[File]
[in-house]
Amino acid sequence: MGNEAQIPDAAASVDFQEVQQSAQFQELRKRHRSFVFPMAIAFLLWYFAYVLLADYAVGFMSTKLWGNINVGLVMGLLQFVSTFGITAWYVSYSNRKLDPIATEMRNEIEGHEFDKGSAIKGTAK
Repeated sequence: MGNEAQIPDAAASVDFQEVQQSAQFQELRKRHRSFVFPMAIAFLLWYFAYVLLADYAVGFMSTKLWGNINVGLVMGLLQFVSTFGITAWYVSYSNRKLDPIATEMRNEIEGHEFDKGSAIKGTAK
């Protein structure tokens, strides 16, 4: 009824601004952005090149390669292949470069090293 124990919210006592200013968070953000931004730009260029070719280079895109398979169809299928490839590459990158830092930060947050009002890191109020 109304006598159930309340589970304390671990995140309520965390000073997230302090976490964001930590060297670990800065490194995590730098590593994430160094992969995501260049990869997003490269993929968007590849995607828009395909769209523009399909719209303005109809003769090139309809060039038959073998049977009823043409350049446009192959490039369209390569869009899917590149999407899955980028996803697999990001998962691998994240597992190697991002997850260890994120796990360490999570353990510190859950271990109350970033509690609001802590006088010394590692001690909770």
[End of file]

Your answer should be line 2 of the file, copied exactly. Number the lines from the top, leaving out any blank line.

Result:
Amino acid sequence: MGNEAQIPDAAASVDFQEVQQSAQFQELRKRHRSFVFPMAIAFLLWYFAYVLLADYAVGFMSTKLWGNINVGLVMGLLQFVSTFGITAWYVSYSNRKLDPIATEMRNEIEGHEFDKGSAIKGTAK